But Lorna, how could you! Of all the fine men you could have had!”

He is a fine man. I already told you he’s black but I didn’t think …”


“Lorna Patricia, you wash your mouth out this minute! You know very well that neither your father nor I are racist.”

But it’s different when your daughter wants to marry one, is that it? ‘We’re not racist but …’ ”

No, Lorna, it has nothing to do with that – we’re not bothered by the colour of his skin …. that’s not it all.”

Then what is it? Is it because he’s not a Catholic, then? Because, as I think you know, I’m not much of a one myself!”


“That’s not it at all, Lorna. That’s between you and God …. and between Kevin and God. That’s what He gave you free will for.”

Then what on earth is all this about? What’s wrong with him?”

 

“Oh Lorna, do you really not know? Can you not see?” Her mother’s voice rising in a wail.

No … no, I can’t. See what? What’s wrong?”

 

“He’s from Dublin, Lorna. Dublin! He’s a jackeen!”

End

METAL-DETECTING USING BAKED BEANS

IRISHMAN REVOLUTIONISES METAL DETECTION PROCESS

By our Science Reporter

Can Baked Beans
A new metal-detecting system has been developed which is revolutionising security detection, prospecting and archaeology.  Previous systems have depended on magnetism and have not responded well to non-ferrous metals.  The new system responds to all metals and, strange as it may seem, it functions through using baked beans in tomato sauce.

An Irishman developed the detection system after discovering the principle, like many great discoveries, through accident.  “I often prepare breakfast of baked beans on toast,” said Dublin man Diarmuid Breatnach.  “I noticed when I tipped a tin of baked beans into the pan for heating, that some of them remained stuck inside the can, even after vigorous shaking.  I began to wonder if there might not be an attraction of some sort between them and the metal.”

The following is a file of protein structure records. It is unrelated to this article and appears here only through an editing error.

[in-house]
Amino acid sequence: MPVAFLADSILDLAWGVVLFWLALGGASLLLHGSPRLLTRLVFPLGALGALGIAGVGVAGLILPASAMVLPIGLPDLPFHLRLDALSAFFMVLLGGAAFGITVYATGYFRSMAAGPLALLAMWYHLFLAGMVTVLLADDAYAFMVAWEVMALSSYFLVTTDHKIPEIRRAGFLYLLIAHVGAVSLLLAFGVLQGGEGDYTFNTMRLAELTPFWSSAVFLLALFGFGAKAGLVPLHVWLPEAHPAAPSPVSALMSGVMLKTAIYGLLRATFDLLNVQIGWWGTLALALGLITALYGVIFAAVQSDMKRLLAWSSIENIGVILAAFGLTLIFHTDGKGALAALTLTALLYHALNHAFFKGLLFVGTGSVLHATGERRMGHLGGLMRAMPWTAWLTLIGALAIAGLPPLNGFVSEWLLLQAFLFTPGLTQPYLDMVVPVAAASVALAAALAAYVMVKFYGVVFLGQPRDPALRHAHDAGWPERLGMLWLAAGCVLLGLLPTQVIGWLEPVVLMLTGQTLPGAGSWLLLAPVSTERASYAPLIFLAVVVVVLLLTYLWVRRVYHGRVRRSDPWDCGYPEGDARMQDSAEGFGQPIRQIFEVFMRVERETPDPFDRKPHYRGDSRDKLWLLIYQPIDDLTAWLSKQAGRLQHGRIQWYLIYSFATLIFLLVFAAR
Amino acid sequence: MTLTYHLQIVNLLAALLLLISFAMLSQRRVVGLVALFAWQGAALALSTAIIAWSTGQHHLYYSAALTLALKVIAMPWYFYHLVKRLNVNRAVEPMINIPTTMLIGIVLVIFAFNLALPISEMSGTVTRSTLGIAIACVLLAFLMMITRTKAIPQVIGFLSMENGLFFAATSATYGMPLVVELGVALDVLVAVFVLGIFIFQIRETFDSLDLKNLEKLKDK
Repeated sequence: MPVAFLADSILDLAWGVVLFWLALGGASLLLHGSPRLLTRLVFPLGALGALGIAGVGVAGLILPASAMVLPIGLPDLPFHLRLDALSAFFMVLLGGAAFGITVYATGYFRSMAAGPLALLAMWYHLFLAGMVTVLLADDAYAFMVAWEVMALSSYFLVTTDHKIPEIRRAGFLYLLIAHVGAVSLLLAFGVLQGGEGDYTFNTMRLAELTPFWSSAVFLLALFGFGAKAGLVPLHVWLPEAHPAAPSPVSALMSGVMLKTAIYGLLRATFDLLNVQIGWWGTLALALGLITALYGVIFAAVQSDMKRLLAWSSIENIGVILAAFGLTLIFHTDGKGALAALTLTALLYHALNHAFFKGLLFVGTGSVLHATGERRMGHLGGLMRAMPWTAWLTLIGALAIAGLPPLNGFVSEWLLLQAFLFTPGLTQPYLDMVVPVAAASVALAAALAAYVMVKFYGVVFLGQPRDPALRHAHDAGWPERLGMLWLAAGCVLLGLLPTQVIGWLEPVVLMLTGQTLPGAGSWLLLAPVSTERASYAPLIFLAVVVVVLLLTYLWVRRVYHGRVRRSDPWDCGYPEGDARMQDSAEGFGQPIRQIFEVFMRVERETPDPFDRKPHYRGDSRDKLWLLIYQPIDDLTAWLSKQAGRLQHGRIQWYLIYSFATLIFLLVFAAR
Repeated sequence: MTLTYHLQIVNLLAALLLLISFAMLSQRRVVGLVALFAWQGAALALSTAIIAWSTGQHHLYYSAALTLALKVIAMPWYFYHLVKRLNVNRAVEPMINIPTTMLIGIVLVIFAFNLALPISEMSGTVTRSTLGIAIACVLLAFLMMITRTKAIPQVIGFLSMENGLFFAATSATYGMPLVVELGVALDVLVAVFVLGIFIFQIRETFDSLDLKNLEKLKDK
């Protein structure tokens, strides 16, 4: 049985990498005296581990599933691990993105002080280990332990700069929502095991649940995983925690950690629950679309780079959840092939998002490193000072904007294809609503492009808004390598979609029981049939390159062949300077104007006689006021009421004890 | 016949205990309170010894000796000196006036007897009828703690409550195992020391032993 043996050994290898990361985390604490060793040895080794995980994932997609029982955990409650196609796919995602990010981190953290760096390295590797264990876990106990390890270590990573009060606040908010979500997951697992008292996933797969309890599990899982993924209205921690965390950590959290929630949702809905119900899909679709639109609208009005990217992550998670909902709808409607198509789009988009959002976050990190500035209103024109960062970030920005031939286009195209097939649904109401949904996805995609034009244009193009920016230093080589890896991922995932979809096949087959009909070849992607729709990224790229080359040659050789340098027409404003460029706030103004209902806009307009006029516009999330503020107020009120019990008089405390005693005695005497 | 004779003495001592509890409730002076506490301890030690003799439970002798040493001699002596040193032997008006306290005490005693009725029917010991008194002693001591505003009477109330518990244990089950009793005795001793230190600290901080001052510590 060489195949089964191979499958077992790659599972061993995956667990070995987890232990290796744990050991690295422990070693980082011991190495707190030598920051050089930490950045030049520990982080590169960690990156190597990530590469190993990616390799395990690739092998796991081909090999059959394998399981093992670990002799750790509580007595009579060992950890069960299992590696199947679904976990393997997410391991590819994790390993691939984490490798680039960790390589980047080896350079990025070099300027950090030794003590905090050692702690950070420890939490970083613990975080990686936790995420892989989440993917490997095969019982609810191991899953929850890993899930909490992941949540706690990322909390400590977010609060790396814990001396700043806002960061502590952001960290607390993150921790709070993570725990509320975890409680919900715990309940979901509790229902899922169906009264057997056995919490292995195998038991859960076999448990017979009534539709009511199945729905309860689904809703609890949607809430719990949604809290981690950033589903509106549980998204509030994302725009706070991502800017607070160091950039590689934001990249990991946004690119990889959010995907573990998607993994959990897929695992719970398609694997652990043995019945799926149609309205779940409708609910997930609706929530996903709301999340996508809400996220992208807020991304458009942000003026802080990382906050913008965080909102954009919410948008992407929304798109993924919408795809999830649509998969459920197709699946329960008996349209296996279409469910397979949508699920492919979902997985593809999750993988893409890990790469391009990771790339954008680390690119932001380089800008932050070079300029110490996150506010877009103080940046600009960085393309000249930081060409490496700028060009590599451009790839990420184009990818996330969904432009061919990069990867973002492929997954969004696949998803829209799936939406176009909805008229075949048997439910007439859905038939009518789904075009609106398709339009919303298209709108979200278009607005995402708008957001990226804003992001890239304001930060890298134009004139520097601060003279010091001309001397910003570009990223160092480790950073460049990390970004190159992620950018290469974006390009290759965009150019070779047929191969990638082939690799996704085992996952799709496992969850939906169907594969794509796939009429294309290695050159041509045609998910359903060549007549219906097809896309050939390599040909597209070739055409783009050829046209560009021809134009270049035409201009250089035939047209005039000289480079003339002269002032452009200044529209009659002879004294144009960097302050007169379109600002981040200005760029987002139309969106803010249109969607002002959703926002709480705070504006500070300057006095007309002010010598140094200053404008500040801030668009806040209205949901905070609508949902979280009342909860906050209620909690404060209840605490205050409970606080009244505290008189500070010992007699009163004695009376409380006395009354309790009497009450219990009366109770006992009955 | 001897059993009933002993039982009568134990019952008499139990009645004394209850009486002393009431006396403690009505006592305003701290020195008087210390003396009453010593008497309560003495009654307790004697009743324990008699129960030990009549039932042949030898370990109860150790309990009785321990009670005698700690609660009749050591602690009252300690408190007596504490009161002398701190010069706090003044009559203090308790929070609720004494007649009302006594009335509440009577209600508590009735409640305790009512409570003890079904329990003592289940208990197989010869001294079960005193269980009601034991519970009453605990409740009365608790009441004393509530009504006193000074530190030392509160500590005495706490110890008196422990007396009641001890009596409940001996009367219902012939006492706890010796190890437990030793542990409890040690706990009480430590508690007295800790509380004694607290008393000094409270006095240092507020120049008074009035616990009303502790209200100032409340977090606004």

Metal Detector
The Garrett Ace 150 metal detector, at the lower price range of conventional detectors, sells at €199. The new bbp (baked bean principle) detector however is currently selling at around half the price.

The idea kept going around in Breatnach’s head until he decided to test it out.  “In a friend’s garage, we ran a series of tests and discovered that yes, indeed, baked beans in tomato sauce are attracted to metal.  And we discovered that they worked with many different kinds of metals – steel, obviously, but also aluminium, copper, zinc, tin, silver and alloys like brass and bronze.  We didn’t have any large enough surfaces of gold and platinum to test – they have to be several millimetres across to work – but we thought it would work for them too.”

The Dublin man then set about designing the machine that would employ this attraction for metal detection.  Using his skills learned in a former trade of fitter-welder, he constructed the first prototype and took out a patent on it.

“I went to a small metal-ware company on the outskirts of Dublin where I knew a guy and made a deal with the owner.  They produced a few models and then we went to security firms and some metal mining companies, the models worked great under test conditions and we got supply contracts.”

Now the factory, Schiessen Ltd, has expanded its workforce four hundred per cent and struggles to keep up with orders.  In addition, baked bean in tomato sauce production has soared, with attendant expansion in the cultivation of haricot beans and tomatoes abroad.

What impact have these developments had on Breatnach’s life?  “When I started, I was in default on my mortgage and the bank was about to seize my flat,” said the Dublin man.  “Those days are gone and I’m comfortable now.  But I never forget how it started and still eat beans on toast in the morning,” he says with a smile.

End item     

RANT FOR MARGARETTA

RANT FOR MARGARETTA

(click on the title immediately above to access the video)
(A mobile-friendly version is also available, click on the author’s name below the video and the other version should show).

RAP POEM, VIDEO IMAGES WITH MUSIC IN PROTEST AT THE 3-MONTH INCARCERATION OF MARGARETTA D’ARCY, 79 YEAR-OLD ACTIVIST AND DRAMATIST, BECAUSE OF HER PROTESTS AGAINST THE CONTINUING USE OF SHANNON AIRPORT BY THE US MILITARY IN COLLUSION WITH SUCCESSIVE IRISH GOVERNMENT IN VIOLATION OF OUR NEUTRAL STATUS.

RANT FOR MARGARETTA

Diarmuid Breatnach

Forgive my confusion …

I was under the illusion …

or was it a delusion?

That we are a democracy,

not an autocracy

nor yet a plutocracy ….

That we citizens had the right

to decide whether a war to fight;

That we could choose with whom to ally …

Or was that all a cruel lie?

Listen now to the warning bell,

an Irish citizen in a prison cell;

Put there for taking a stand

against murder in foreign lands.

FREE MARGARETTA D’ARCY! FREE HER NOW!

FREE MARGARETTA D’ARCY! FREE HER NOW!